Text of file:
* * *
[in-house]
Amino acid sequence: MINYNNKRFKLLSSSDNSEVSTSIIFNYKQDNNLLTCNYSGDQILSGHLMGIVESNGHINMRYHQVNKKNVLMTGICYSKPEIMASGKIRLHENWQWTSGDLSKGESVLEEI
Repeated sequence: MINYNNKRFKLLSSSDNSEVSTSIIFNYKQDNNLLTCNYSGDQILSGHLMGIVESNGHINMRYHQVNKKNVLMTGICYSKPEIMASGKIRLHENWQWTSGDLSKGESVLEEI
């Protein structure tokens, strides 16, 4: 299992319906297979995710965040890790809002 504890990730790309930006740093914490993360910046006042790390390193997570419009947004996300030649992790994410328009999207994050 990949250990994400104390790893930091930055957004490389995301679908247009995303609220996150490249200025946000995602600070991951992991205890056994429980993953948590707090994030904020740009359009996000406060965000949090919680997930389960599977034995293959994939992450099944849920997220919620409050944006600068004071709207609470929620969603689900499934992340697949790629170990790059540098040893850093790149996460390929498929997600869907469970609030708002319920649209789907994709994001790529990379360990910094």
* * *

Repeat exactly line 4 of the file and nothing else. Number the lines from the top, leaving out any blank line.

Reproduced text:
């Protein structure tokens, strides 16, 4: 299992319906297979995710965040890790809002 504890990730790309930006740093914490993360910046006042790390390193997570419009947004996300030649992790994410328009999207994050 990949250990994400104390790893930091930055957004490389995301679908247009995303609220996150490249200025946000995602600070991951992991205890056994429980993953948590707090994030904020740009359009996000406060965000949090919680997930389960599977034995293959994939992450099944849920997220919620409050944006600068004071709207609470929620969603689900499934992340697949790629170990790059540098040893850093790149996460390929498929997600869907469970609030708002319920649209789907994709994001790529990379360990910094």